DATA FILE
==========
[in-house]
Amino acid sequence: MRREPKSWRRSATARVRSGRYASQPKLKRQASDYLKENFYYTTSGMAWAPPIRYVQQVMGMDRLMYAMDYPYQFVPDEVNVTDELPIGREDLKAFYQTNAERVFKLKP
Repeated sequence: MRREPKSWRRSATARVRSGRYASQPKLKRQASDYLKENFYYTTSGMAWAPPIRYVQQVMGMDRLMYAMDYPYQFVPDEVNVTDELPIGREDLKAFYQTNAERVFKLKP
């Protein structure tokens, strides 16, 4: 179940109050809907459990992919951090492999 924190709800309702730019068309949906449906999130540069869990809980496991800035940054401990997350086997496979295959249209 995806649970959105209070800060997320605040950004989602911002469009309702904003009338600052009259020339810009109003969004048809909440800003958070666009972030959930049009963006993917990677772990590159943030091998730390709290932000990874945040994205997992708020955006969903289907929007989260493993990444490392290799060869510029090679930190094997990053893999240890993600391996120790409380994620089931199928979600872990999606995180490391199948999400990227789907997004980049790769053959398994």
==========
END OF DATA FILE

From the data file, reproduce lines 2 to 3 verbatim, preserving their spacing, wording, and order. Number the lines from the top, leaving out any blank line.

Amino acid sequence: MRREPKSWRRSATARVRSGRYASQPKLKRQASDYLKENFYYTTSGMAWAPPIRYVQQVMGMDRLMYAMDYPYQFVPDEVNVTDELPIGREDLKAFYQTNAERVFKLKP
Repeated sequence: MRREPKSWRRSATARVRSGRYASQPKLKRQASDYLKENFYYTTSGMAWAPPIRYVQQVMGMDRLMYAMDYPYQFVPDEVNVTDELPIGREDLKAFYQTNAERVFKLKP